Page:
Two Observations on Parenting (Than Can Save You Money)

Over the years of observing families, I’ve noticed a couple of interesting things about children and their interests. I’m sure you’ve noticed them as well.

  1. Children playing on a cell phone, watching TV, or playing a video game do NOT listen well. They are preoccupied with their TV show, game, text, or pic on the screen. They can sit right next to you, playing on their mobile device, and totally block you out. They don’t listen.
  2. Children love boxes and blocks and dress up clothes. They have great fun with objects that can become whatever they imagine. In fact, I’ve seen preschoolers more interested in the box their gift came in than the gift itself!

These two observations got me thinking. Parents spend a lot of money on mobile devices, TV’s, X-Boxes, etc. Our children delve into these devices. While engaged on their devices, they interact face-to-face with other people less often. They engage in less hands-on activities. They explore the world beyond the screen less often. They even stumble across videos we don’t want them to see.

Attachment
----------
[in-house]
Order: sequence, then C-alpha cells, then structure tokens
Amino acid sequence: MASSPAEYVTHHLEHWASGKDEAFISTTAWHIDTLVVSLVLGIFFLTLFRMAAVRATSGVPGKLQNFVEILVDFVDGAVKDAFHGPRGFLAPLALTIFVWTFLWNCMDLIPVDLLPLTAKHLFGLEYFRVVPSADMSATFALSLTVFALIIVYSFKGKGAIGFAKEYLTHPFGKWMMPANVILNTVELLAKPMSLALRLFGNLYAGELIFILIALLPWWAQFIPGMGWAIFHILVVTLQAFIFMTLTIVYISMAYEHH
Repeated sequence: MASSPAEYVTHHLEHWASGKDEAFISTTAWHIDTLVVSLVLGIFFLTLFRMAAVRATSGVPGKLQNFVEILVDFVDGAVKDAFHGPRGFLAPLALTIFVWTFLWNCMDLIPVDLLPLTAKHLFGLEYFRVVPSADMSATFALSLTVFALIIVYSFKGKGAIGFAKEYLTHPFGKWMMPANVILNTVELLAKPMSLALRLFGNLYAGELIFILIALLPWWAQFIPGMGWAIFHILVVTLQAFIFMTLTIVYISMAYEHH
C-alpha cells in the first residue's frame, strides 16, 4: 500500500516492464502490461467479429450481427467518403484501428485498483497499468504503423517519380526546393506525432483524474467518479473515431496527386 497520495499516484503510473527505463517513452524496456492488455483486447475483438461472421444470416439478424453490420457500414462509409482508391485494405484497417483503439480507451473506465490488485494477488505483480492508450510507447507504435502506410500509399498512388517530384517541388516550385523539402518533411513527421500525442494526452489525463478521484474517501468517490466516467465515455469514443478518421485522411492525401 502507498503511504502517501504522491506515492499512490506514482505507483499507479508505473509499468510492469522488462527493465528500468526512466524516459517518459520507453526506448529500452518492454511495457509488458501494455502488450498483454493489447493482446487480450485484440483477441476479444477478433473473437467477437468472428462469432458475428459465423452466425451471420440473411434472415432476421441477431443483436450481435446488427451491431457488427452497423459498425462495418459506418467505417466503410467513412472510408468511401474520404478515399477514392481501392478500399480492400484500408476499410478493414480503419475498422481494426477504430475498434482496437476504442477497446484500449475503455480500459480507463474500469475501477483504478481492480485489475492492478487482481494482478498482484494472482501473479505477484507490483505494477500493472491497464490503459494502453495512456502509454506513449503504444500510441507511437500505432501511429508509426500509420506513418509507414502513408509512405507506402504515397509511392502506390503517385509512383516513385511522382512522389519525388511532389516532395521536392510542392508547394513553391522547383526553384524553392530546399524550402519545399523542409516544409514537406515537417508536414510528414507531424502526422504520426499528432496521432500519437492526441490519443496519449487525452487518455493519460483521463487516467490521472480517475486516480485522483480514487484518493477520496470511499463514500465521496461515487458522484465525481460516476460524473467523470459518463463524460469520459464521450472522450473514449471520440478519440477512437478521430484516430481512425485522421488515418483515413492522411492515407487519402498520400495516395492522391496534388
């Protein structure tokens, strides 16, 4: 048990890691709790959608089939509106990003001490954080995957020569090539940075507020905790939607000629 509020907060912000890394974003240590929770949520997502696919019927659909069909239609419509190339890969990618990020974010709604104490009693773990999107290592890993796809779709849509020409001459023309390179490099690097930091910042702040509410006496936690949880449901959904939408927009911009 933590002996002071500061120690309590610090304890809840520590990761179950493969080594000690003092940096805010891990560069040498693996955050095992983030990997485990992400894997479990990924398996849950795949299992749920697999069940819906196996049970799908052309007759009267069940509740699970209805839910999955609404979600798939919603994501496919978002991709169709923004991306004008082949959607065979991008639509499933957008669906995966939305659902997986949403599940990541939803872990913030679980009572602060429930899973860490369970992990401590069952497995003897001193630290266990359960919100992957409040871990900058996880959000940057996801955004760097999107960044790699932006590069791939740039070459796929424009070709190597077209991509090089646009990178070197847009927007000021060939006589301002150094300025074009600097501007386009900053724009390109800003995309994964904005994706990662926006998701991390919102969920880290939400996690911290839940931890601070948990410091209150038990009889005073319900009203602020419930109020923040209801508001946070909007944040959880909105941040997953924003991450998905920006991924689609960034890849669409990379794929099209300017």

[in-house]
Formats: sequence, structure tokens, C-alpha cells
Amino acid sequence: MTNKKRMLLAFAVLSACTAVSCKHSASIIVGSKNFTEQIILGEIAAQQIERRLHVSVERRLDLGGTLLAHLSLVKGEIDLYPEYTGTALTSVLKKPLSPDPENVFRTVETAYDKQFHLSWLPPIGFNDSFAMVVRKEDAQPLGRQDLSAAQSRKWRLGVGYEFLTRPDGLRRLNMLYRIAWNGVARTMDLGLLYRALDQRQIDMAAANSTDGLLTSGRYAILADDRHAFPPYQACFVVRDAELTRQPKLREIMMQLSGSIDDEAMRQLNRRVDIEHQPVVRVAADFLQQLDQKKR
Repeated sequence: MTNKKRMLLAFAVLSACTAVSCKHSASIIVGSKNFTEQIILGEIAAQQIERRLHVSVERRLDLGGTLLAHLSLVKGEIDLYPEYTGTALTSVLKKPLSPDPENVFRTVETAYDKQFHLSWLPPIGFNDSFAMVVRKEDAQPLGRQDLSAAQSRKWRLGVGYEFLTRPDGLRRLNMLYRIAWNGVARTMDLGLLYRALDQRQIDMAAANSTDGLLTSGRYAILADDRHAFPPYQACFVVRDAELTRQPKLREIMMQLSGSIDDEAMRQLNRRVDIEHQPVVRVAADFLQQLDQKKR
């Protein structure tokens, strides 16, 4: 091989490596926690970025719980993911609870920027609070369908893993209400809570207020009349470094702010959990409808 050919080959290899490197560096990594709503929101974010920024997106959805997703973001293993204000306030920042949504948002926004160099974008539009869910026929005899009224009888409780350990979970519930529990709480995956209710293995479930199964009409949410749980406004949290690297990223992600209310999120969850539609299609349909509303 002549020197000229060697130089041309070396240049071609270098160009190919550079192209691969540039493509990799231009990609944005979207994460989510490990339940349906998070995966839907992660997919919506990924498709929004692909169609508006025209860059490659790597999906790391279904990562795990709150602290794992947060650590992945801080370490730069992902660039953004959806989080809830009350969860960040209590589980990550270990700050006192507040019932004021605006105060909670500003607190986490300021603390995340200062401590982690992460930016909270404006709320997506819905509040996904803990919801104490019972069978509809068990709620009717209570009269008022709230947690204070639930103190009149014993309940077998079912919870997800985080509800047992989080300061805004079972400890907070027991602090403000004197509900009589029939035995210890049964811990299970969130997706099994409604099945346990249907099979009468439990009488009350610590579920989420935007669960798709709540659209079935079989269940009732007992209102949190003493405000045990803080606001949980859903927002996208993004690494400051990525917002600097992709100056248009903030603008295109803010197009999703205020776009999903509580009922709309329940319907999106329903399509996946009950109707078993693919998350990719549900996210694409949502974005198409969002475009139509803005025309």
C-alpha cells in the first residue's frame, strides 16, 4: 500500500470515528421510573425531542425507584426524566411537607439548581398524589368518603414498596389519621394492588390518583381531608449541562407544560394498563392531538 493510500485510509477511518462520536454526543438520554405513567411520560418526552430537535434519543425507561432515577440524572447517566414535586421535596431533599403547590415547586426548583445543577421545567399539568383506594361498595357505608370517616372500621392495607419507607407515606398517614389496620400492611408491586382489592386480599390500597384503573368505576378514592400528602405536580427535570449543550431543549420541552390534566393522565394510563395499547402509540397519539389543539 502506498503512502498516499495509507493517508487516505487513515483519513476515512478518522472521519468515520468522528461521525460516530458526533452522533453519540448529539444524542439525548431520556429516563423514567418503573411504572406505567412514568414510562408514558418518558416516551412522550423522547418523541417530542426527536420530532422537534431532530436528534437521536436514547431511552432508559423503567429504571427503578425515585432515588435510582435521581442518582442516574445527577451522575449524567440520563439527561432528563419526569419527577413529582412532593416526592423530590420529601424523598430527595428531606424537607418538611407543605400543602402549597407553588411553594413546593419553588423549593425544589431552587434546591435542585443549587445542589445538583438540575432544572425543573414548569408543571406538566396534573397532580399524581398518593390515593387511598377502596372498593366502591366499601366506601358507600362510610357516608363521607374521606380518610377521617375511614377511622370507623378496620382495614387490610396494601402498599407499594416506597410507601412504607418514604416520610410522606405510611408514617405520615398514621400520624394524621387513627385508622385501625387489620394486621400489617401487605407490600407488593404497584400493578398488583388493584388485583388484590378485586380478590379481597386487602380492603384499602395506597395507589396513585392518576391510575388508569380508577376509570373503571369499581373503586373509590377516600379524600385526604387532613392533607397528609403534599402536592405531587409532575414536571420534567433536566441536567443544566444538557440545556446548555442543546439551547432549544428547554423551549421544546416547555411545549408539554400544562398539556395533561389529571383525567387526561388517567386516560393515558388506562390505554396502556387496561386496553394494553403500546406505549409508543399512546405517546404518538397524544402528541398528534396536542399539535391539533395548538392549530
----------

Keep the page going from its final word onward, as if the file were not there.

But, when you give children some empty Tupperware, old boxes, blocks, crayons, and paper they create amazing things. They become curious and imaginative. They explore ways of using the material. They create forts, planes, and dinner out of the same “raw materials.” These “open-ended” materials, or what Magda Gerber calls “passive toys,” become the raw ingredients of imaginative play, explorations, and new ideas. And, in the midst of creating all this, they talk with one another. They share ideas. They ask for help. They negotiate, compromise, and problem solve…together! As they engage, combine, and re-engage these simple objects, they learn and grow. They have fun, too.

I love the poster from Let the Children Play. It explains the benefits of “passive toys” with a simple acronym.

  • Passive toys help children become better PROBLEM-SOLVERS.
  • Passive toys engage children in ACTIVE LEARNING.
  • Passive toys encourage SELF-INITIATED play and SENSORY EXPERIENCES.
  • Passive toys SUPPORT SCHEMAS. They support what children already know and how they already think while supporting them to move up another level in their thought life. As Vygotsky used to say, “In play, a child becomes a child a head taller than himself.” (Read Make Your Child A Head Taller Than Himself for more info)
  • Passive toys throw open the doors for INVENTION, INVESTIGATION, and IMAGINATION.
  • Passive toys are VERSATILE, which nurtures creativity.
  • Passive toys encourage EXPERIMENTATION and EXPLORATION.

I’m not against some screen time, but what video game or TV show can do all that!

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